On compiling a piece previewing last weekend’s Milan derby, I was surprised to see that Zlatan Ibrahimovic had directly contributed to twenty-five of AC Milan’s 48 goals to that point of the season. It wasn’t so much that he been that influential considering, talent-wise, he’s arguably in the top 1% ever to play the game. What surprised me was in such a talented club as AC Milan – alongside players like Seedorf, Inzaghi, Pato, Boateng and Robinho – Ibra had been credited with direct involvement in over half their Serie A goals this season.
Thinking that a phenomenal ratio (now decreased slightly since he didn’t play in the Rossoneri’s 3-0 derby victory this weekend), I began to explore how reliant each team – and how that compared across the continent – is on one player to score or create their goals.
Part One of this series will broadly compare leagues across Europe, whereas later parts will investigate individual players and leagues.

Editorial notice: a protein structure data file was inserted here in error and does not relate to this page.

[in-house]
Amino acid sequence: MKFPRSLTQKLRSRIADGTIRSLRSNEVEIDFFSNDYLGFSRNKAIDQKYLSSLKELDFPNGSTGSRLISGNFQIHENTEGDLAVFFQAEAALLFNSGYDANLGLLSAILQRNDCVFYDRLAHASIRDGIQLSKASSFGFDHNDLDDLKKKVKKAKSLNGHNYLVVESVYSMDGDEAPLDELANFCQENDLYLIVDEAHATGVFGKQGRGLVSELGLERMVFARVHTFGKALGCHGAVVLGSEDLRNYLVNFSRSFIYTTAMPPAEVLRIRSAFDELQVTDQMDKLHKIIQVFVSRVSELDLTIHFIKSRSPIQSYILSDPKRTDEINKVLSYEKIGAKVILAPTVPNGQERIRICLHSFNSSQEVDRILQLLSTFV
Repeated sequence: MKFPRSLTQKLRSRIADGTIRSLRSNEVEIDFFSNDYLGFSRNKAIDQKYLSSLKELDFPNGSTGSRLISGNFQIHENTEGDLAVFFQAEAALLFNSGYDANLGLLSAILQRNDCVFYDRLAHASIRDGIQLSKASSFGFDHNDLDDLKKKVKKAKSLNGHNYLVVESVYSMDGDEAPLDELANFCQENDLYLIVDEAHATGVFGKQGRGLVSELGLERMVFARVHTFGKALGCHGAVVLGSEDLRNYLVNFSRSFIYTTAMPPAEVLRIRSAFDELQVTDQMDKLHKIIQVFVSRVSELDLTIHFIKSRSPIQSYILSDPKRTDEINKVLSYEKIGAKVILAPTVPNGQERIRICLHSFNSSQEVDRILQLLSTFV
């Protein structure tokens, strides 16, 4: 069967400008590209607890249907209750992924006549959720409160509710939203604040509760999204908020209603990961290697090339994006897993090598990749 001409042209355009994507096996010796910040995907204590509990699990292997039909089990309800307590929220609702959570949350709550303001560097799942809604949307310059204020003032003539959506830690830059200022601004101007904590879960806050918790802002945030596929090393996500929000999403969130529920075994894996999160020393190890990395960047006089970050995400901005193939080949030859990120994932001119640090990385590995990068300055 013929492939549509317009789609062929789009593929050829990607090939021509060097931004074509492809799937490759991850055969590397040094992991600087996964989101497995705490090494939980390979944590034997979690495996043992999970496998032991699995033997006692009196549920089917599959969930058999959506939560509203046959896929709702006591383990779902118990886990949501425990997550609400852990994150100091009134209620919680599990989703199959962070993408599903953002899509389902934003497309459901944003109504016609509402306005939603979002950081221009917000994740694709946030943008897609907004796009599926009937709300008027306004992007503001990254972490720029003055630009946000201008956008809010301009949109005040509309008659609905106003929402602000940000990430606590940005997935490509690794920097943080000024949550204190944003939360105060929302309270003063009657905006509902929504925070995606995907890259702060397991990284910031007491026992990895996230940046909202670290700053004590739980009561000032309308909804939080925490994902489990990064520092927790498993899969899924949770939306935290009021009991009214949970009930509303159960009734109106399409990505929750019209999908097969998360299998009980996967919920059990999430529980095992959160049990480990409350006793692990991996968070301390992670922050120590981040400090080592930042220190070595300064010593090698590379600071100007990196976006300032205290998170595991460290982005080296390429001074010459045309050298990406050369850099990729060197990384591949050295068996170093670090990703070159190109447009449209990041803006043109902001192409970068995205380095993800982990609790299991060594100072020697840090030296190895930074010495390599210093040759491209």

This is measured only by “scoring stats”, or the number of goals or assists a player is credited with. The player with the highest combined total of goals and assists will be dubbed the “team leader” or “spearhead”. In the case of two players having the same total number of scoring stats, preference was given to the player with the highest total of goals.
Where: Avg GPT = Average number of goals per team for the season, Avg GPG = Average number of goals per team, per game, Avg % = Average percentage of scoring stats contributed by team leader.
This data is accurate to Tuesday morning, 5th April.
Such analysis isn’t in-depth or even a potential indicator of an individual’s importance to their club – it is obviously heavily weighted in favour of forwards. It is easily argued that either Edwin Van der Sar or Nemanja Vidic, for example, are more important to Manchester United than Dimitar Berbatov. The data is sufficient enough, however, to begin to identify some trends in European football.